You weren’t in a hurry that morning. Your Blackberry played the Pinball Countdown from Sesame Street at 5 am and you woke without the slightest hint of grogginess. You let Mia sleep in that morning, because she wasn’t a morning person; that’d been established in her infancy. She’d let you sleep till 9, if you let her, but woke you every midnight, like clockwork. Five years later, not much had changed, though the midnight awakenings had mercifully dwindled to two a week.
You were glad to be rid of her. This is among the few things that are easy to remember. You regularly peeked into her bedroom door, kept slightly ajar, because she wailed whenever you shut it. You took in the lavender walls, the glittery unicorns prancing arrogantly across her ceiling. Her tiny brown face, round and sweet as any cookie, was all her firmly tucked Strawberry Shortcake comforter exposed. She was so still when she slept that it seemed she was certain she wasn’t missing anything during all those hours she spent doing nothing. The world surely ceased its spinning every time Mia closed her eyes.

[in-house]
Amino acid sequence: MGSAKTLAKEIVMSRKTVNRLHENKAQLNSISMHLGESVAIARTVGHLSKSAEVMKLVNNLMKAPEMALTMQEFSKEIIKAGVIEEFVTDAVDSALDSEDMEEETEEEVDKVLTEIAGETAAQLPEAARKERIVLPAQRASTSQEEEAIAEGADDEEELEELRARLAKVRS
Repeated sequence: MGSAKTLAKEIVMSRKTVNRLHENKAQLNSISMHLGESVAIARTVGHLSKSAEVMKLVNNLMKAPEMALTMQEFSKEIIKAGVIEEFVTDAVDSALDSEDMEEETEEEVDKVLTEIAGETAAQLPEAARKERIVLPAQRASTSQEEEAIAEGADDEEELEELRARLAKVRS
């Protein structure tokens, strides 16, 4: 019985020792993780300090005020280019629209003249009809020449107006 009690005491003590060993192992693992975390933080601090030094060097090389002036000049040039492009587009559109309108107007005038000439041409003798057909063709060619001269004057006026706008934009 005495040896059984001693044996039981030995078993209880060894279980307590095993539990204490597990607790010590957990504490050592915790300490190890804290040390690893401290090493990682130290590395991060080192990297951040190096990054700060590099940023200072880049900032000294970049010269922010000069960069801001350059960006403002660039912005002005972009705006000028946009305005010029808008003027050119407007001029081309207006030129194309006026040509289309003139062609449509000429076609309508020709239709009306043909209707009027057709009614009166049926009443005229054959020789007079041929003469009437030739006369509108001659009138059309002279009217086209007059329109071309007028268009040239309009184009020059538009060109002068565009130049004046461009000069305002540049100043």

That morning, you studied her, fervent as a stalker. Her eyelids were two wilting rose petals, her lips two puckered tildes. Her nose crinkled cutely, like skunks had overtaken the happy forest in her dream. You smiled warmly at her, which was rare, and actually tipped toward her bed with every intention of delivering a rather risky kiss. (Mia slept in, but she also slept lightly.) But when you reached her bedside, your face four feet from hers, you recoiled. The expression that seemed so cherubic from across the fairy-bedecked room now resembled something out of Children of the Corn. Mia was baring Tic-Tac-sized teeth. Her impossibly tight ringlets writhed across her pillowcase.
You half-expected her eyelids to fly open, her gaze to turn you to stone.